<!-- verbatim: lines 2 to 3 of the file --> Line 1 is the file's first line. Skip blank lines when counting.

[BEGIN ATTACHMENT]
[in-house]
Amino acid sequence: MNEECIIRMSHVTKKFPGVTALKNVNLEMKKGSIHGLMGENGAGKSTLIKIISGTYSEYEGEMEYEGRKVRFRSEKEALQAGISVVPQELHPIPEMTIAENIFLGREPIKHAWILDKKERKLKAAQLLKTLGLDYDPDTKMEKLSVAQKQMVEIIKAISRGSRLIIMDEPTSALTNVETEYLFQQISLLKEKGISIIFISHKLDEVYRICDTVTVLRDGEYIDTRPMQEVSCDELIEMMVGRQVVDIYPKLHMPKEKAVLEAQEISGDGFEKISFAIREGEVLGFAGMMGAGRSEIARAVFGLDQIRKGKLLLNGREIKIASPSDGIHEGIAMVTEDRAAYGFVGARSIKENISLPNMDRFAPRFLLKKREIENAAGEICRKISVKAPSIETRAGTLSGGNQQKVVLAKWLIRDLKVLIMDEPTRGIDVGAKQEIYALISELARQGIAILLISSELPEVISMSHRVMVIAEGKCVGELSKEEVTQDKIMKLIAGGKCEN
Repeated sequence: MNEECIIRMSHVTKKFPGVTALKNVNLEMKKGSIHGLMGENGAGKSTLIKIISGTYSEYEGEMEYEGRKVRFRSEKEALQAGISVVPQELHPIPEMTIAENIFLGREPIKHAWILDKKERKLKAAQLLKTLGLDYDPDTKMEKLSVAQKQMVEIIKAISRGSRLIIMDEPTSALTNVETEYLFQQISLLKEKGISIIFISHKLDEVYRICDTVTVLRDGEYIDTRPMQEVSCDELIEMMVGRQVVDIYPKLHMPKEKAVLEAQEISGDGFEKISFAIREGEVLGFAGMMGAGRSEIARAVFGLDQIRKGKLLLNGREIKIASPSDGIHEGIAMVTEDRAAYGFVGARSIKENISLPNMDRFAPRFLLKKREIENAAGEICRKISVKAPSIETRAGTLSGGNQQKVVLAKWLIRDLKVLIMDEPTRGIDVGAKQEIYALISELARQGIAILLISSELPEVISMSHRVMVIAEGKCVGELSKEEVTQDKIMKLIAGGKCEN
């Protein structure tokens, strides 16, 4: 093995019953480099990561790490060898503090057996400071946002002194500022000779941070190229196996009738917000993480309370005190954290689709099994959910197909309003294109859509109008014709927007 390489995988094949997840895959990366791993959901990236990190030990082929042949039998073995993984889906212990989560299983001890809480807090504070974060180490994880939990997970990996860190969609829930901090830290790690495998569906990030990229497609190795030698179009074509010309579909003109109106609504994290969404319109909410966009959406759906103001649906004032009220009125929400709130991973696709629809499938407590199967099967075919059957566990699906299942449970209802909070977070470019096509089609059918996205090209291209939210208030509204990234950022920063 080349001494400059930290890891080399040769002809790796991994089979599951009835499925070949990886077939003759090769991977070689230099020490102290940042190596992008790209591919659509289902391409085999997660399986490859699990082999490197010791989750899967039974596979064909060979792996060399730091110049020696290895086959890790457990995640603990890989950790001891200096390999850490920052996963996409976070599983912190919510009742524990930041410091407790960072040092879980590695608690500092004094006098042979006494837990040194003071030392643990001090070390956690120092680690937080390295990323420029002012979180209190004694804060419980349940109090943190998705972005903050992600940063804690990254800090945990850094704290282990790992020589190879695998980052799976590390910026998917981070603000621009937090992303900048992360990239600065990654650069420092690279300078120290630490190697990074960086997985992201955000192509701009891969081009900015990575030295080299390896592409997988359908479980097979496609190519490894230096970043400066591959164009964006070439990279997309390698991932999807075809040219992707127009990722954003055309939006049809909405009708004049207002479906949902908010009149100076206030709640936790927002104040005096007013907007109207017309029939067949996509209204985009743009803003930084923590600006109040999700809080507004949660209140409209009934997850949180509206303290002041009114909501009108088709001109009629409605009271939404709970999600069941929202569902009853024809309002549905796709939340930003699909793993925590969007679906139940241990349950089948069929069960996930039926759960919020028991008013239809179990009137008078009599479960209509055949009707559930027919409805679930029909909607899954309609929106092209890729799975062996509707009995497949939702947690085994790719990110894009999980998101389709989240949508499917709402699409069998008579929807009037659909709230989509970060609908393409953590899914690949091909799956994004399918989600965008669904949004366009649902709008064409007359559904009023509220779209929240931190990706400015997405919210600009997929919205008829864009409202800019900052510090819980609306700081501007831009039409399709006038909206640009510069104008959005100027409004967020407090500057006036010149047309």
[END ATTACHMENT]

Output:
Amino acid sequence: MNEECIIRMSHVTKKFPGVTALKNVNLEMKKGSIHGLMGENGAGKSTLIKIISGTYSEYEGEMEYEGRKVRFRSEKEALQAGISVVPQELHPIPEMTIAENIFLGREPIKHAWILDKKERKLKAAQLLKTLGLDYDPDTKMEKLSVAQKQMVEIIKAISRGSRLIIMDEPTSALTNVETEYLFQQISLLKEKGISIIFISHKLDEVYRICDTVTVLRDGEYIDTRPMQEVSCDELIEMMVGRQVVDIYPKLHMPKEKAVLEAQEISGDGFEKISFAIREGEVLGFAGMMGAGRSEIARAVFGLDQIRKGKLLLNGREIKIASPSDGIHEGIAMVTEDRAAYGFVGARSIKENISLPNMDRFAPRFLLKKREIENAAGEICRKISVKAPSIETRAGTLSGGNQQKVVLAKWLIRDLKVLIMDEPTRGIDVGAKQEIYALISELARQGIAILLISSELPEVISMSHRVMVIAEGKCVGELSKEEVTQDKIMKLIAGGKCEN
Repeated sequence: MNEECIIRMSHVTKKFPGVTALKNVNLEMKKGSIHGLMGENGAGKSTLIKIISGTYSEYEGEMEYEGRKVRFRSEKEALQAGISVVPQELHPIPEMTIAENIFLGREPIKHAWILDKKERKLKAAQLLKTLGLDYDPDTKMEKLSVAQKQMVEIIKAISRGSRLIIMDEPTSALTNVETEYLFQQISLLKEKGISIIFISHKLDEVYRICDTVTVLRDGEYIDTRPMQEVSCDELIEMMVGRQVVDIYPKLHMPKEKAVLEAQEISGDGFEKISFAIREGEVLGFAGMMGAGRSEIARAVFGLDQIRKGKLLLNGREIKIASPSDGIHEGIAMVTEDRAAYGFVGARSIKENISLPNMDRFAPRFLLKKREIENAAGEICRKISVKAPSIETRAGTLSGGNQQKVVLAKWLIRDLKVLIMDEPTRGIDVGAKQEIYALISELARQGIAILLISSELPEVISMSHRVMVIAEGKCVGELSKEEVTQDKIMKLIAGGKCEN